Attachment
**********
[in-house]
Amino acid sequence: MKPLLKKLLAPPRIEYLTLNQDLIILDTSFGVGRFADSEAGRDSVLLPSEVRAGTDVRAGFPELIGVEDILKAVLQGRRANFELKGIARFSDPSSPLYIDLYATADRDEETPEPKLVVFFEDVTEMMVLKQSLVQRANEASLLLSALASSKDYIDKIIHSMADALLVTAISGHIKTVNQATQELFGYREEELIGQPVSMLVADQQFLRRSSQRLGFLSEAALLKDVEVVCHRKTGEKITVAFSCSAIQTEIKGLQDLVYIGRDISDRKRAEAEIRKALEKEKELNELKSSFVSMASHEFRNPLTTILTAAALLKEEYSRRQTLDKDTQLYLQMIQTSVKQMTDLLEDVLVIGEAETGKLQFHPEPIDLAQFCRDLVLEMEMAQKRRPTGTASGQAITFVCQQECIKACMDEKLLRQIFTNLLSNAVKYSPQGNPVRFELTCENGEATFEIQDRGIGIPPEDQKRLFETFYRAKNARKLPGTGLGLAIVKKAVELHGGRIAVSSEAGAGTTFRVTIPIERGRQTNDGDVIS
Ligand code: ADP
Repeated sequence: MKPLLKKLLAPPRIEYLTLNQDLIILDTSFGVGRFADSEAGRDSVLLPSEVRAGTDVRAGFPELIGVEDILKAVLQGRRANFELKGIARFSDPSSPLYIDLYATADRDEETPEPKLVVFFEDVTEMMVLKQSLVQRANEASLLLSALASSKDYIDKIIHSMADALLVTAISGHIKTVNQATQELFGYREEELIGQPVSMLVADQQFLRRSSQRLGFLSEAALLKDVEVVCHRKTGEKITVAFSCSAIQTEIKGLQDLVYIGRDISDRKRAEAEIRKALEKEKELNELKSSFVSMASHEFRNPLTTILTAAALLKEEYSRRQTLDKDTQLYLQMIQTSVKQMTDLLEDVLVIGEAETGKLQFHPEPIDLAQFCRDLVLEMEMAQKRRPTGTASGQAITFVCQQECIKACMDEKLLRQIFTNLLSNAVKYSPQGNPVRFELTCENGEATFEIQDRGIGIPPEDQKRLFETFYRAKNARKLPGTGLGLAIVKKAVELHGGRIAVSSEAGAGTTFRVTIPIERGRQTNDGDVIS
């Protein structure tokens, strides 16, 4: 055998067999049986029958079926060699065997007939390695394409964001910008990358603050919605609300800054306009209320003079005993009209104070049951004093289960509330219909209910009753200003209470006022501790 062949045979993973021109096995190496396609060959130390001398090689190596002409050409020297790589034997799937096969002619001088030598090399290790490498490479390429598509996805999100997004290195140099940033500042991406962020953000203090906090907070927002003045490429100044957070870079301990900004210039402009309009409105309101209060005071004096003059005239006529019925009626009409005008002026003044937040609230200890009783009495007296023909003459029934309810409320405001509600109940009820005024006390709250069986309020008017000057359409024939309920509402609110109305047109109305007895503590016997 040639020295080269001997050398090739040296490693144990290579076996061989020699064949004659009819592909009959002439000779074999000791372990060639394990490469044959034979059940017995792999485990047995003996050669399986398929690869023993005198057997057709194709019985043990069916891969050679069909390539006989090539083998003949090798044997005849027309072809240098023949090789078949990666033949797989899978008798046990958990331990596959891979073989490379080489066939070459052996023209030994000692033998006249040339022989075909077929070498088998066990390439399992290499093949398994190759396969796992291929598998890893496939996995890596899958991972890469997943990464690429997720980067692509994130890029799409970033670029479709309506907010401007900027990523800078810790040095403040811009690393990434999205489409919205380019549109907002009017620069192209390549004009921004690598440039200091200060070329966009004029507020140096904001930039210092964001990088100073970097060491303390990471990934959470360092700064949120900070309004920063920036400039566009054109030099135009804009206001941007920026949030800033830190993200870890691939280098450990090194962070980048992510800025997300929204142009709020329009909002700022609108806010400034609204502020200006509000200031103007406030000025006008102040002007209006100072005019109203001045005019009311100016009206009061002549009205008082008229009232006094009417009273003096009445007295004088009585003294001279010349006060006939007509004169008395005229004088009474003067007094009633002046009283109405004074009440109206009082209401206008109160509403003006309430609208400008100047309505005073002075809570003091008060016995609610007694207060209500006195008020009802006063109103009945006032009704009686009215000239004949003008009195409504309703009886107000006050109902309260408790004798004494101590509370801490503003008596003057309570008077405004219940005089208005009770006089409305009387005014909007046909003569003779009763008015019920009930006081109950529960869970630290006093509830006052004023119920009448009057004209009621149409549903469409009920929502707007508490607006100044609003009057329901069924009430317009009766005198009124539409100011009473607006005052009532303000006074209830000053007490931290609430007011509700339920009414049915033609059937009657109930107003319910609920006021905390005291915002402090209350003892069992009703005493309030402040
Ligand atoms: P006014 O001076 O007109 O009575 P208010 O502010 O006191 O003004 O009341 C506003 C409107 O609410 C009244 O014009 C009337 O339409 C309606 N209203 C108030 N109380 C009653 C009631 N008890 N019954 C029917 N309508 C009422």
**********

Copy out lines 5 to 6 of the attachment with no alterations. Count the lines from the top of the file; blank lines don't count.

């Protein structure tokens, strides 16, 4: 055998067999049986029958079926060699065997007939390695394409964001910008990358603050919605609300800054306009209320003079005993009209104070049951004093289960509330219909209910009753200003209470006022501790 062949045979993973021109096995190496396609060959130390001398090689190596002409050409020297790589034997799937096969002619001088030598090399290790490498490479390429598509996805999100997004290195140099940033500042991406962020953000203090906090907070927002003045490429100044957070870079301990900004210039402009309009409105309101209060005071004096003059005239006529019925009626009409005008002026003044937040609230200890009783009495007296023909003459029934309810409320405001509600109940009820005024006390709250069986309020008017000057359409024939309920509402609110109305047109109305007895503590016997 040639020295080269001997050398090739040296490693144990290579076996061989020699064949004659009819592909009959002439000779074999000791372990060639394990490469044959034979059940017995792999485990047995003996050669399986398929690869023993005198057997057709194709019985043990069916891969050679069909390539006989090539083998003949090798044997005849027309072809240098023949090789078949990666033949797989899978008798046990958990331990596959891979073989490379080489066939070459052996023209030994000692033998006249040339022989075909077929070498088998066990390439399992290499093949398994190759396969796992291929598998890893496939996995890596899958991972890469997943990464690429997720980067692509994130890029799409970033670029479709309506907010401007900027990523800078810790040095403040811009690393990434999205489409919205380019549109907002009017620069192209390549004009921004690598440039200091200060070329966009004029507020140096904001930039210092964001990088100073970097060491303390990471990934959470360092700064949120900070309004920063920036400039566009054109030099135009804009206001941007920026949030800033830190993200870890691939280098450990090194962070980048992510800025997300929204142009709020329009909002700022609108806010400034609204502020200006509000200031103007406030000025006008102040002007209006100072005019109203001045005019009311100016009206009061002549009205008082008229009232006094009417009273003096009445007295004088009585003294001279010349006060006939007509004169008395005229004088009474003067007094009633002046009283109405004074009440109206009082209401206008109160509403003006309430609208400008100047309505005073002075809570003091008060016995609610007694207060209500006195008020009802006063109103009945006032009704009686009215000239004949003008009195409504309703009886107000006050109902309260408790004798004494101590509370801490503003008596003057309570008077405004219940005089208005009770006089409305009387005014909007046909003569003779009763008015019920009930006081109950529960869970630290006093509830006052004023119920009448009057004209009621149409549903469409009920929502707007508490607006100044609003009057329901069924009430317009009766005198009124539409100011009473607006005052009532303000006074209830000053007490931290609430007011509700339920009414049915033609059937009657109930107003319910609920006021905390005291915002402090209350003892069992009703005493309030402040
Ligand atoms: P006014 O001076 O007109 O009575 P208010 O502010 O006191 O003004 O009341 C506003 C409107 O609410 C009244 O014009 C009337 O339409 C309606 N209203 C108030 N109380 C009653 C009631 N008890 N019954 C029917 N309508 C009422």